Before I get into Gabriella’s health, I want to quickly summarize my week. I have made great strides on the project, and the clinic is going very well. I was able to interview the director, which proved insightful and helpful. I’m getting better at weighing and taking height and cephalic measurements of the babies. I also made a new friend from the Netherlands! She doesn’t speak Spanish, but her English is good and my Dutch is improving as well. Just kidding, I’m not taking up another language just yet…
Now to the important stuff. Gabriella moved from Hospital Regional to the Hospital of EsSalud. This one is much better, because it is funded by the government AND specific taxes from the workers who attend it. The Regional Hospital is only general government funds, so this leaves it without the ability to remain clean and keep patients well-attended to. Here she has remained hooked up to the dialysis machine all the time, and is continuing to receive treatments. The acute kidney failure continues. Her disease is called Hemolytic Uremic Syndrome; more information can be found here: http://en.wikipedia.org/wiki/Hemolytic-uremic_syndrome. It was caused by an E. Coli infection. The bacterial infection spread and was activated by an antibiotic that she was given in response to the diarrhea that she was experiencing early last week. It’s the most common cause of acute kidney failure in kids. It has about a 5-10% mortality rate, though the survivors rarely have serious problems following the disease. I hope and pray (and encourage you to pray) that she is part of the healthy 90-95%.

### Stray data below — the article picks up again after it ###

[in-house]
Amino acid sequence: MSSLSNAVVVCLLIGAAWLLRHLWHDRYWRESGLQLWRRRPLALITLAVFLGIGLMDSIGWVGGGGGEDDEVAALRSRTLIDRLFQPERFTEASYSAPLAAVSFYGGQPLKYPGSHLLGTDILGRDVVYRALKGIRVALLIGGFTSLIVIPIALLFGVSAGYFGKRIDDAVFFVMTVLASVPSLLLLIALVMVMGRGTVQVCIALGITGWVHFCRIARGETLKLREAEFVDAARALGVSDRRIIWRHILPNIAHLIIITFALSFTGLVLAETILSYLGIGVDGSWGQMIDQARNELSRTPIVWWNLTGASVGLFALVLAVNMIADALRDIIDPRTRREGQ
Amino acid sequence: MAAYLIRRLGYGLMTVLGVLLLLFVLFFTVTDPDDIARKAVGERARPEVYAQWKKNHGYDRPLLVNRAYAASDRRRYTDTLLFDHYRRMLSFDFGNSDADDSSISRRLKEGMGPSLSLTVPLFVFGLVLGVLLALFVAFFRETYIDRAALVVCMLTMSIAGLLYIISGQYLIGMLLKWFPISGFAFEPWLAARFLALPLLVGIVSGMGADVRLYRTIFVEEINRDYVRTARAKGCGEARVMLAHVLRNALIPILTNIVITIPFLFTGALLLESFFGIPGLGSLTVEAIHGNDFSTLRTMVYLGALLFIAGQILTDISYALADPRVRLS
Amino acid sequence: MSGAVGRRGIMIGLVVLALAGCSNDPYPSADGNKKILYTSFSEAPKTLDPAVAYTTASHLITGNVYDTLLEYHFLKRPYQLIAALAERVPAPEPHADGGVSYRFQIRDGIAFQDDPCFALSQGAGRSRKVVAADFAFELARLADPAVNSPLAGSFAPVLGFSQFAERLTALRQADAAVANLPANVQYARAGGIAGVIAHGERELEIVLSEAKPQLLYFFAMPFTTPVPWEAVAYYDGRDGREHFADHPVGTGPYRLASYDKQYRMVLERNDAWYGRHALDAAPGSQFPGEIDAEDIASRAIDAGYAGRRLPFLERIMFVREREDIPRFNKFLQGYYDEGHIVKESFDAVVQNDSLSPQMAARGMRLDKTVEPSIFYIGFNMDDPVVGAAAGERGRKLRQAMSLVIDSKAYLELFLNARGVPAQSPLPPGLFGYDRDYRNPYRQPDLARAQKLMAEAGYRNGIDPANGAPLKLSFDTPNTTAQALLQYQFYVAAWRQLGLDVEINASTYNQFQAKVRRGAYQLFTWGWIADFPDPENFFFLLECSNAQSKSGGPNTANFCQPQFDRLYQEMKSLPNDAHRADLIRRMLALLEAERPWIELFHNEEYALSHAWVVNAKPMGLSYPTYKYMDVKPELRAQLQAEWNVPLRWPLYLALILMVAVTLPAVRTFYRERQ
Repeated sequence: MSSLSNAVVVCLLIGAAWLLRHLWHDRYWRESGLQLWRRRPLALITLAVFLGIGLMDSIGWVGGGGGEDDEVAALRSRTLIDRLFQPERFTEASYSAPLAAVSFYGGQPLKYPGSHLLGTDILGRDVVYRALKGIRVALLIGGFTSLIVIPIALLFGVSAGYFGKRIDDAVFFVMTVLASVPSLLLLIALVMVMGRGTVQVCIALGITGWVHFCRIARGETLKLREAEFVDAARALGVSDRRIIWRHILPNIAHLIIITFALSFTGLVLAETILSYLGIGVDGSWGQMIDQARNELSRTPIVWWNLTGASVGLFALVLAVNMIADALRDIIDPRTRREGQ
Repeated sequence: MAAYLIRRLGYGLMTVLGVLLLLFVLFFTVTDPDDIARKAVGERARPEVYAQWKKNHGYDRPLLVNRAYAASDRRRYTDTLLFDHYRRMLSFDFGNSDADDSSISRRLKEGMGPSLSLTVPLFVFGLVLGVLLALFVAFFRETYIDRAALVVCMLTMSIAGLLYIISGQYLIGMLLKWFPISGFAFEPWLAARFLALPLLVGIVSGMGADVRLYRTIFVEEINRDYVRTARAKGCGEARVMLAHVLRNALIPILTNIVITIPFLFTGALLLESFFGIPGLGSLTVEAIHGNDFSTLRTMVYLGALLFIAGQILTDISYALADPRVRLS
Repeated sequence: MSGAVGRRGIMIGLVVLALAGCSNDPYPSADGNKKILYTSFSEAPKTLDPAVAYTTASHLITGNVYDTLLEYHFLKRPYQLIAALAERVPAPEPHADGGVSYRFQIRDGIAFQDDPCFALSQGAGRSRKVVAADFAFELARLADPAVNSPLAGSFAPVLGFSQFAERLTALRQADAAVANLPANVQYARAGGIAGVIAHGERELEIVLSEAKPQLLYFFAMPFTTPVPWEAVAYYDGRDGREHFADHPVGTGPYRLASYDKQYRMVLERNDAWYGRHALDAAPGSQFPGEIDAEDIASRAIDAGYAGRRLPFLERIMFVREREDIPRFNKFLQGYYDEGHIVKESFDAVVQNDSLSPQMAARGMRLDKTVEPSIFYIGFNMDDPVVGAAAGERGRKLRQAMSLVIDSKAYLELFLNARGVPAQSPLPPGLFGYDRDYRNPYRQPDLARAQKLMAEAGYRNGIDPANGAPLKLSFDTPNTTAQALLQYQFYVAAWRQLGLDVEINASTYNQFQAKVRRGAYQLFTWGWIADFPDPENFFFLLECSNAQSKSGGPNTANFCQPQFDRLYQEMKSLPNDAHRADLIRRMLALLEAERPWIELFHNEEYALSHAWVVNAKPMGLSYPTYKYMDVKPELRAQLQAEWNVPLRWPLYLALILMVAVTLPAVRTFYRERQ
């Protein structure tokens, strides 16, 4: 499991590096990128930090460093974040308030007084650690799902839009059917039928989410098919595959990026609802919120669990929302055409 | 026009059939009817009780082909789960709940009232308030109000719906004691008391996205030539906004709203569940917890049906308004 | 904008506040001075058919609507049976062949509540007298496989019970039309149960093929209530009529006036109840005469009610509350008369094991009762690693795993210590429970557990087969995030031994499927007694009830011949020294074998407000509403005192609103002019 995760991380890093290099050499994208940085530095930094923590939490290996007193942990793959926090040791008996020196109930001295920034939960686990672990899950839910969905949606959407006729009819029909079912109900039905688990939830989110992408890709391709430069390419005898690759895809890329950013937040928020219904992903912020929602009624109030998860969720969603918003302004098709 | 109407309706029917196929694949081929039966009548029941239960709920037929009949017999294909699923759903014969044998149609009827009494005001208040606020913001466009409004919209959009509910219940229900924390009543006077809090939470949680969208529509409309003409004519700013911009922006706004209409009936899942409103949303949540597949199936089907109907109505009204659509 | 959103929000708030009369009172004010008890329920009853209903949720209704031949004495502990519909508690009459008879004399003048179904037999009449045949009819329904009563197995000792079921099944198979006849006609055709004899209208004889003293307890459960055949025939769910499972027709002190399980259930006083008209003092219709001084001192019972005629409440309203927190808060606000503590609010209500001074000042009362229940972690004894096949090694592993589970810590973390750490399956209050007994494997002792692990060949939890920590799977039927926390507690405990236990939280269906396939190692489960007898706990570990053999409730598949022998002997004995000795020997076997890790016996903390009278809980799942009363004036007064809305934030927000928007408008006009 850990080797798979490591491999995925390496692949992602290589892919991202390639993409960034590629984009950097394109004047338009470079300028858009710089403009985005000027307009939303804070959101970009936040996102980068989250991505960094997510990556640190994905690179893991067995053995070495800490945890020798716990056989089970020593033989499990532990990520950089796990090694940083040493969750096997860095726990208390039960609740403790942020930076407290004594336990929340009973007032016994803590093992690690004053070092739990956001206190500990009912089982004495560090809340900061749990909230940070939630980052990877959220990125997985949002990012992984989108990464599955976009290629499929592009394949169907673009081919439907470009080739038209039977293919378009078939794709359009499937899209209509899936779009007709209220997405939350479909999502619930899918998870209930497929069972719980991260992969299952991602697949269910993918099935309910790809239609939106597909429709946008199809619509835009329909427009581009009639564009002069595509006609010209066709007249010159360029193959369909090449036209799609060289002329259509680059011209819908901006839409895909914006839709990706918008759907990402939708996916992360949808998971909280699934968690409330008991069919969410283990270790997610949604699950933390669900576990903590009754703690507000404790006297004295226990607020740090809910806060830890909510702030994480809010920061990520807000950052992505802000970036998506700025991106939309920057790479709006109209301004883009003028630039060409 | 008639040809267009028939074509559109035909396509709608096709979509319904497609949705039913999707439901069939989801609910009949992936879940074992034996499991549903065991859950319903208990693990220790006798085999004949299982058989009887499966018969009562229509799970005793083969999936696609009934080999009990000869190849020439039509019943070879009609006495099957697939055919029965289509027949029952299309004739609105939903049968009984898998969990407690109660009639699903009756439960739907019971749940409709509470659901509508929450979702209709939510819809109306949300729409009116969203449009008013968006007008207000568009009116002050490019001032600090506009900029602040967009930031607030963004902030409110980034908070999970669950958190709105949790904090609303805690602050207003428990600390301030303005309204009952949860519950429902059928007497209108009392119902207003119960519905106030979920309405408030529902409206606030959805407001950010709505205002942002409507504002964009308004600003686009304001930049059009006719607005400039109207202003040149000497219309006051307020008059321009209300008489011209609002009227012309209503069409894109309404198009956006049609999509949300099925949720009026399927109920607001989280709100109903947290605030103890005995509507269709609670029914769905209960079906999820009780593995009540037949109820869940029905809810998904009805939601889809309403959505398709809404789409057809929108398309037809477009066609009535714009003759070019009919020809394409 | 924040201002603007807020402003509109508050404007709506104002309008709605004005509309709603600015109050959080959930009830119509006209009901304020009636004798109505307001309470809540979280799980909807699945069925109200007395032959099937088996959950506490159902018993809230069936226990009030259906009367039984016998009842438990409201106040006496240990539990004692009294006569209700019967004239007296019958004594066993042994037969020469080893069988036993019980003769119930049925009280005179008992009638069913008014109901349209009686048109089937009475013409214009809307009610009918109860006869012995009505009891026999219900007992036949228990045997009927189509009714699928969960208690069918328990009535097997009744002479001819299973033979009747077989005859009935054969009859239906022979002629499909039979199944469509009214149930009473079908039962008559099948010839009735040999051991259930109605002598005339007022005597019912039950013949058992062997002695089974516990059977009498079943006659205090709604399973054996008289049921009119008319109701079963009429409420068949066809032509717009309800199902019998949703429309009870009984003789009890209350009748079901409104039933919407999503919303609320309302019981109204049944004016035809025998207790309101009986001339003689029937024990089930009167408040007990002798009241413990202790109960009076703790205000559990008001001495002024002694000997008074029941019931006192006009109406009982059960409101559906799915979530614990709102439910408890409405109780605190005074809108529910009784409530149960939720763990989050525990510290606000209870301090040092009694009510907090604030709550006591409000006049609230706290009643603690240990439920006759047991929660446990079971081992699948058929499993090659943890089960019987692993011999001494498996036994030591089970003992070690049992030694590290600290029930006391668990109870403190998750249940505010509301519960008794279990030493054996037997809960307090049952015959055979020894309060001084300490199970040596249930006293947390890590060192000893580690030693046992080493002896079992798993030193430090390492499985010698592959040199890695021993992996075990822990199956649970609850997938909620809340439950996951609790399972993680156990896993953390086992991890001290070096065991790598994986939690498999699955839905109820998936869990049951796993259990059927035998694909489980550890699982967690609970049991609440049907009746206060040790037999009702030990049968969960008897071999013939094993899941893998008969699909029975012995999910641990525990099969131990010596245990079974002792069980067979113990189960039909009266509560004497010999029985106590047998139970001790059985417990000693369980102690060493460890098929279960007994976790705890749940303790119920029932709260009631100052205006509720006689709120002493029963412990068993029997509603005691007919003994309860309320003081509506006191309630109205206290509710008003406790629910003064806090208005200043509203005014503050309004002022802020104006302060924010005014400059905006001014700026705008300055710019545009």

Her current situation is not very good. She has a very high blood pressure, with systolic around 157. I wasn’t told diastolic. The pressure rose yesterday morning, and they have been unable to control it. The absence of kidney function is making everything difficult. Such a high blood pressure can’t be sustained for too long, especially in a child of 3 years. If it remains unchanging, it’s likely that she will have to be brought to Lima. This would be incredibly expensive, and they would have to go to a private hospital because the public ones have all the problems of Cuzco’s Regional, but magnified because of the sheer number of patients in the metropolis. I don’t know how they would afford this, and I don’t know what would happen with the family if her condition were to worsen. I am only hoping and praying that she returns to normal health.
I was able to go to the EsSalud Hospital today to see her. She’s still herself, but she is tired and in pain. Sandro and Tania haven’t slept much in the last week; the tiredness and exasperation is really showing through in their faces and body language. I was happy to help even for a very short while today by reading Gabriella “Cat in the Hat” in Spanish. She fell asleep, which I know is a blessing to her parents.
I’m glad she is in the hospital of EsSalud, it may be the first time in Peru that I’ve felt like I was in a really legitimate health center. It’s still not exactly an American hospital, but it’s close. Here are some pictures of the hospital room and the hospital from the outside. I covered Gabriella’s face for privacy reasons.